2015 was a monumental year for music streaming – old players (read Apple) embraced newer ideas. The highlight belonged to the Apple vs Taylor Swift saga.
As Apple Music, it’s much anticipated music-streaming service was finally launched, pop-star and cult goddess of our times, Taylor Swift initially declared she would not be on board and called out Apple for not playing it fair with artists. Swift had already left music streaming industry veteran Spotify altogether. But Apple somehow managed to get Taylor Swift on board, a big win, given cult following she has among her fans.
Apple Music wasn’t the only big launch. Jay-Z launched his own streaming service called Tidal, which though limited to US, introduced hi-fi music streaming and exclusives from big name artists. Tidal in fact made these music artists co-owners, and claims to pay maximum royalty, although it has faced lawsuits over the issue recently.
Meanwhile in India, one music streaming service that has gained traction and audience is Saavn. The company, which recently received $100 million funding from Tiger Global Management, had a great run last year.
Saavn recently announced that it has crossed 18 million monthly active users, and also launched its universal Windows 10 app. Saavn currently ranks No 9 globally among music streaming services in terms of downloads, and it is the only company bullish about Windows 10 ecosystem.
In an interaction with IndianExpress.com, Saavn’s co-founder Paramdeep Singh explained why the company is putting its faith in Windows 10. “Saavn will work across platforms and we believe the next major users will come from the desktop operating system. Future versions of Windows 10 will have full features and the company is working on integrating its Android, iOS and Windows apps so that its streaming service works regardless of device,” says the co-founder.
Paramdeep agrees that the times have changed and that the music-streaming industry has turned extremely competent in the past year. He also feels that music artists deserve their share, and are the reason for the existence of such music streaming services, before adding that his company is working to bring as many artists as possible to its streaming platform.
Th co-founder, who operates out of Saavn’s New York office, sounded bullish about desktop environment, something that’s rare in these times where mobile occupies so much of the spotlight. He is excited to see the growth from desktop, though maximum traction comes from mobile.
More than 90 percent of Saavn’s users originate from mobile device, and it aims to deliver unmatched content and experience to users, no matter what the device.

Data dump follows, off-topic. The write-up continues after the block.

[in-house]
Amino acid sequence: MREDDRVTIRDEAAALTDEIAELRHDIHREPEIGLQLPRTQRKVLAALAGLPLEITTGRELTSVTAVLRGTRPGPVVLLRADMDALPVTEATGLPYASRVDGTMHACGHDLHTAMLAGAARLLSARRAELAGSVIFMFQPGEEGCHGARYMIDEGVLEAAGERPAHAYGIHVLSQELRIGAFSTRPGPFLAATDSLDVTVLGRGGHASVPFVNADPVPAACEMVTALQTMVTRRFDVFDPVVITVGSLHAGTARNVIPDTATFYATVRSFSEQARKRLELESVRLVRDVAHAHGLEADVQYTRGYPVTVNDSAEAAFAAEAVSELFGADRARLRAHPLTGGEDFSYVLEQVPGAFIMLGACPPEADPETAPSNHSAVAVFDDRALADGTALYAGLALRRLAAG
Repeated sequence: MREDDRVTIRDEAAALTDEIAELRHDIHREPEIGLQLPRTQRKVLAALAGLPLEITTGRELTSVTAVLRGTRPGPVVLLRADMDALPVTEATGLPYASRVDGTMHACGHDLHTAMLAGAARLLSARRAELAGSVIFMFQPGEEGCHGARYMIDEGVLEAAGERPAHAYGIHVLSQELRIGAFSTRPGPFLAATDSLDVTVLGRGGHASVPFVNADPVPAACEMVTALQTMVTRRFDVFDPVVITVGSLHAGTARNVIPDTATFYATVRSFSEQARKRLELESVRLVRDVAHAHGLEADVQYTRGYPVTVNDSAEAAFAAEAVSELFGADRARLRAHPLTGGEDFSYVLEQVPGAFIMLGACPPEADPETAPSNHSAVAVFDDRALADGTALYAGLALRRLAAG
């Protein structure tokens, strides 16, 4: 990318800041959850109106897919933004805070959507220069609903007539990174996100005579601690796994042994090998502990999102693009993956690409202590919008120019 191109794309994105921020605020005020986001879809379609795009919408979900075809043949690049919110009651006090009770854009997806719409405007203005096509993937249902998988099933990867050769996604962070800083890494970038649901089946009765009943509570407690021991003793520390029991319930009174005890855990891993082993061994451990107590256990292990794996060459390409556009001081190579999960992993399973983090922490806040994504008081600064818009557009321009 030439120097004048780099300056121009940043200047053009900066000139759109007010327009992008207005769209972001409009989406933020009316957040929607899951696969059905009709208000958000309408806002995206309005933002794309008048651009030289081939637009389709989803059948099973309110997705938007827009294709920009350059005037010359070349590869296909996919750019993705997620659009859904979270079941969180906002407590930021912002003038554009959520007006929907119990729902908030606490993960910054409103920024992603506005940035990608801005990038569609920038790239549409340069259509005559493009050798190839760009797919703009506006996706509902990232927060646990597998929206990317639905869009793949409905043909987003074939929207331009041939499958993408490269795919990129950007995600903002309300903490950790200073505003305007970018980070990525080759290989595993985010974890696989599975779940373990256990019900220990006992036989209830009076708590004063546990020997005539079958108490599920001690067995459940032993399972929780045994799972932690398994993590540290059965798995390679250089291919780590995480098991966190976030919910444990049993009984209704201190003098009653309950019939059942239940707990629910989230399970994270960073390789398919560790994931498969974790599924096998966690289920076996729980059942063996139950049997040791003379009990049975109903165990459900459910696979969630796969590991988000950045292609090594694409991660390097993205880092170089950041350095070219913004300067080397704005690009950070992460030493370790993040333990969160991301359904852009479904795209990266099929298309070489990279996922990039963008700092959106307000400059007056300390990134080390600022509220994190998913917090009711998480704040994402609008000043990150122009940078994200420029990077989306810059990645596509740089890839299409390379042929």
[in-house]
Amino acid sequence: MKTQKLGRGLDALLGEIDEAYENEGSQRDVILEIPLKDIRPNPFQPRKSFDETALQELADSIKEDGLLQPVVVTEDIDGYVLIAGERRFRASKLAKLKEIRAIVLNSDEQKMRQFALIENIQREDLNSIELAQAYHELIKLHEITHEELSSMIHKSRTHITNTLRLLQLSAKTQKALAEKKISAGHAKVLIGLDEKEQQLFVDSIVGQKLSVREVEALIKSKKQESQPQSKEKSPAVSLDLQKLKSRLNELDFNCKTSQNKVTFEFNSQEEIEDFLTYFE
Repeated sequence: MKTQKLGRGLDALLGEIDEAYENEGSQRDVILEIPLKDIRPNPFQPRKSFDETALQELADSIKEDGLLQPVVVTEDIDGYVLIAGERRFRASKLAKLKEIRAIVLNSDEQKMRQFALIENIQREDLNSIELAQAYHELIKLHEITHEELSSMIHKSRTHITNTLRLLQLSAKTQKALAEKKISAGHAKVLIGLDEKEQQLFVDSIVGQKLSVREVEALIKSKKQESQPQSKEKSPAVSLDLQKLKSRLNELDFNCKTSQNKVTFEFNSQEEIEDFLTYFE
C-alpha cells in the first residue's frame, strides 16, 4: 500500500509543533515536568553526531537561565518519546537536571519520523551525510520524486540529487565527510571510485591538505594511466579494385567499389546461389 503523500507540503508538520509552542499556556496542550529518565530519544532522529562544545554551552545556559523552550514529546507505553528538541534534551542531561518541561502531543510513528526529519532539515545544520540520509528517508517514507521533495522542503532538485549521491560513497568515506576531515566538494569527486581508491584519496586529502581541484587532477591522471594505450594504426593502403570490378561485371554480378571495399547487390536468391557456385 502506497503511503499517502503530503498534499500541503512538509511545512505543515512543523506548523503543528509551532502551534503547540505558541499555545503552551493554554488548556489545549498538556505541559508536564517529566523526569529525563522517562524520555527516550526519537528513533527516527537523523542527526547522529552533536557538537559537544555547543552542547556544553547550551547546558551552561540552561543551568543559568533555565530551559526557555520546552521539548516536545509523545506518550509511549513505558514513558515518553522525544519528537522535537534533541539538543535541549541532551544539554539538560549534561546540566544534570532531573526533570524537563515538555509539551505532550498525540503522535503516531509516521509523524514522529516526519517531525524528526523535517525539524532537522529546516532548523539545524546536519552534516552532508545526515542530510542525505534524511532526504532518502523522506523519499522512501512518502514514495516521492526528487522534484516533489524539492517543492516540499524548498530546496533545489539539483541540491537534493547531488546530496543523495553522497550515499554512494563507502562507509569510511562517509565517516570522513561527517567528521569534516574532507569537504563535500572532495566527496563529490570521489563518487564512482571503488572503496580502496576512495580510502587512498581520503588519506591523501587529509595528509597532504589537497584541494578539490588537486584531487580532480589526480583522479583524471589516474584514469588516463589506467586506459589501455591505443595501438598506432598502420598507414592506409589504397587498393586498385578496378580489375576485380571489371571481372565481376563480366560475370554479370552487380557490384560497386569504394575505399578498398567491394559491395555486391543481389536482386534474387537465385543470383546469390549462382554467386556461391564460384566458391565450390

But what about Apple’s entry into the Indian market? “The service is more of a supplement to Apple’s ecosystem than a threat to other players,” says Saavn’s co-founder. He adds that the app’s user base has remained unchanged even after Apple’s entry.
If legends are anything to go by, Apple accredited Saavn’s efforts way back in 2008 and invited its founders Paramdeep Singh and Vinodh Bhat to its Cupertino headquarters. Back then, the company was more into music distribution than streaming.
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Saavn’s co-founder also highlights that in order to adapt to the Indian market, their app has seen two important changes. One is network optimisation, and second is focus on content aggregation.
“From Day 1 of its initiation, network optimisation has been the key for Saavn. Saavn works on poorest of possible connections, and consumes very little data,” says the co-founder. For context, Saavn claims to be more data efficient than Apple Music.
Paramdeep adds that they want to take this optimisation further and deliver 320kbps music playback even on the worst possible network.
During Saavn for Windows 10 launch, the company global COO Mahesh Narayanan told IndianExpress.com that content will be the key for its growth especially in a country as diverse as ours.
Paramdeep seconds Mahesh when it comes to content. “We let our users select music languages as soon as they download the app for the first time. This allows Saavn to understand user behaviour and aggregate content,” he says.
“Bringing great collection of songs from regional languages like Marathi and Punjabi will attract users who otherwise wouldn’t have preferred online streaming,” adds the co-founder.
If you like some music, it has to be on Saavn, says Paramdeep. The company says it is dedicating valuable resources in order to aggregate more regional content and that too faster than its peers.
Saavn is like the Spotify of India, and the company doesn’t shy away from that comparison.
“We are working on adding video to its music service much like Spotify and have plans to bring music exclusives sometime later,” points out Paramdeep. The music streaming service sees value in both acquiring content and becoming a content provider. Apple did something similar with its connect feature. Apple Music Connect basically helps less known artists connect with listeners, and establish a following which is otherwise difficult in the current stage of industry.
Saavn’s user-base might be mostly in India, but the company evidently has big plans for the year. One thing is for sure, as music streaming grows in 2016, Saavn could well be the most understated contributor.